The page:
Mar62017

Coop de Book Review: Black Dog Blues by Rhys Ford (Miss Carriger Recommends)

Let’s be clear about one thing, Gentle Reader: if you like Black Dog Blues, it’s because you like the main character, Kai. Me, I love Kai. Kai is my favorite type of character – the tough, scrappy, outcast, snark-monger extraordinaire. He is swimming in snark, splashing about happily and not caring if he drowns everyone else with his vicious wit.

What do you give a man like that for love, balance, and story conflict? What could match all that snark? Aristocratic arrogance, of course. Which is why I also love Ryder. Oh he’s a prat, but an adorably clueless one. And he really likes Kai. Which, let’s be clear, I sympathize with. So I can’t really get too mad at him. Although Kai sure does, pretty much right off the bat.

“I wanted to crawl into his mouth, down his body, and possibly under his skin. If I hadn’t already decided I hated him on sight, it would have made me start.”

Black Dog Blues is much more fighting and more violent than I usually read. But I kind of guessed that going in, from the cover and blurb, so I was too perturbed. It has other elements that I enjoy. For example I like it when immortals act like immortals, which is to say slightly confused by and utterly un-connected to the pettiness and emotional resonance of mortality. I appreciate a Pinocchio character (Data was always my favorite on ST:TNG).

“My reflection in the bathroom mirror surprised me, as it always did. I forgot I wasn’t human.”

I loved the world building of this series. It’s based on a clear and simple concept, as much of the best world building is. That the fae realm and ours collided, destroying much of each and leaving behind the weird-post apocalyptic California with vast empty areas filled with vicious wild dragons, and lost cities, and new elf ones merged on top of or inside our own. This leaves behind humans who are only just surviving, and elves who are slowly fading away. Of course, this world is a metaphor for Kai himself ~ a merged creation, annihilated and mutilated in the act of birth, but possibly greater than the sum of his parts.

The second book in this series is Mad Lizard Mambo which I have also read and enjoyed. Rhys is working on the third*, Dim Sum Asylum (best title EVER). I’m sure I will crow about it once it lands, because, I’m gonna read it.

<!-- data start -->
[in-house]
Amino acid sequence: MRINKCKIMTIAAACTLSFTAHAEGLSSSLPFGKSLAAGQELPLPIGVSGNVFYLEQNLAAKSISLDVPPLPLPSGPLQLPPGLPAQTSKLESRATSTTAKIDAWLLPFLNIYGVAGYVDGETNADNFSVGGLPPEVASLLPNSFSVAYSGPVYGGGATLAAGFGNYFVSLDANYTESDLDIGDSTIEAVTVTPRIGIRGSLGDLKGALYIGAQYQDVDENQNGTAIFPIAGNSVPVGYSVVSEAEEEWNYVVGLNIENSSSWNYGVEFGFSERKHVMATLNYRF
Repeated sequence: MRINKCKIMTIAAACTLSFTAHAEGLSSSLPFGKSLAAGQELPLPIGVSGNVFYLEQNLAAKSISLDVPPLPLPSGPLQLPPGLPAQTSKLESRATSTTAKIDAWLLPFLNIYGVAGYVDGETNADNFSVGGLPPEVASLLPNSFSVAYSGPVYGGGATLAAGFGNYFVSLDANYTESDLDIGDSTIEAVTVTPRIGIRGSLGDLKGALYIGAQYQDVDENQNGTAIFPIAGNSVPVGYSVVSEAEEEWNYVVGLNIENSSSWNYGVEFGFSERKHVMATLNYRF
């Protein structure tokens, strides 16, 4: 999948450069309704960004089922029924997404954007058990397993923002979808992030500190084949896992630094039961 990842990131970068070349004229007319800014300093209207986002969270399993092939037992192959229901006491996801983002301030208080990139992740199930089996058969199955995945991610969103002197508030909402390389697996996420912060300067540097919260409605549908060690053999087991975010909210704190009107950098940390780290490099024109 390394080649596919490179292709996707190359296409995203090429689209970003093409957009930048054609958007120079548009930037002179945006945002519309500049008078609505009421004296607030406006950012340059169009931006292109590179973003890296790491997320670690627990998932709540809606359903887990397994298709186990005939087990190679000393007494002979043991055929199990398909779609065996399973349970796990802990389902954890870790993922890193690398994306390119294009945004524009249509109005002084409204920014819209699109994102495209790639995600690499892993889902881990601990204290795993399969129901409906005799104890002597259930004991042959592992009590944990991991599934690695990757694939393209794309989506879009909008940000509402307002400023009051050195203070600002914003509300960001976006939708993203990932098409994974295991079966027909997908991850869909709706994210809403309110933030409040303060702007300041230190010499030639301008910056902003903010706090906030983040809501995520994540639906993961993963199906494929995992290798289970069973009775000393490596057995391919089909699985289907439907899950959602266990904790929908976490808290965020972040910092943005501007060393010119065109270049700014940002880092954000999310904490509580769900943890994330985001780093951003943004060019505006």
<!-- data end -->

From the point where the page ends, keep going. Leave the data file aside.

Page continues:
*Update: See comments, this isn’t the third in this series.

I’m switching things up for next month’s read, we are going YA fantasy adventure and court intrigue with Crown Duel by Sherwood Smith.

PROJECT ROUND UP  

OUT NOW

Romancing the Inventor

Romancing the Inventor: A Supernatural Society Novella

A steampunk lesbian romance featuring a maid bent on seducing a brilliant cross-dressing scientist who’s too brokenhearted to notice. Or is she?

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“I think myself I ought to be shot for writing such nonsense… But it’s unquestionably good escapist literature, and I think I should rather like it if I were sitting in an air-raid shelter or recovering from flu.”

~ Georgette Heyer

Book News:

Soulless made this list of 4 Fantasy Must-Reads for Austen Fans:

“My favourite thing about Gail Carriger is her sense of humor. If you love Austen’s dry wit, you will definitely enjoy the Parasol Protectorate series, starting with Soulless.”

(Funnily enough my AP English Essay was on Austen’s use of humor for social commentary.)

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~ Oscar Wilde

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Posted by Gail Carriger

3 Responses

  1. Rhys Ford said:

    Oh thank you love! You’re adorable. And so so sweet.

    Ah, Dim Sum is a standalone book for a character named Roku… it’s my foray into Chinatown but the next Kai is hot on its heels and a few months out to hitting the page. Aren’t book titles the DEVIL? I’ve got to figure out a really nice one for the Kai. We’re going underground… probably. Most likely. Yes.

    How do you do titles? What strikes your fancy when you’re slinging out the titles?

    1. Gail Carriger Post author said:

      Ooo. Oops, sorry! Is he the one who got that short story in Charmed and Dangeruous? It’s how I discovered you.

      Yes, book titles, ARGH. These days if it’s indie I do consider keywords and search-ability. My trad stuff has enough momentum that tiles are not as important as series title, since people are more likely to remember and search for series or first book.

      In thinking of my new urban fantasy, I chose a made up word title and then a memorable series title in the hopes that would be good enough. I keep second guessing the title because of pronunciation difficulties, but I like it, so I’m going to go for it anyway. I always think it’s a good idea to have the character name in there somewhere, like you did with Kai, since often that’s the thing readers remember most. Although then they misspell it….

  2. Jo said:

    Oh my goodness gracious me, this book sounds delicious! I’ll definitely be looking it up!

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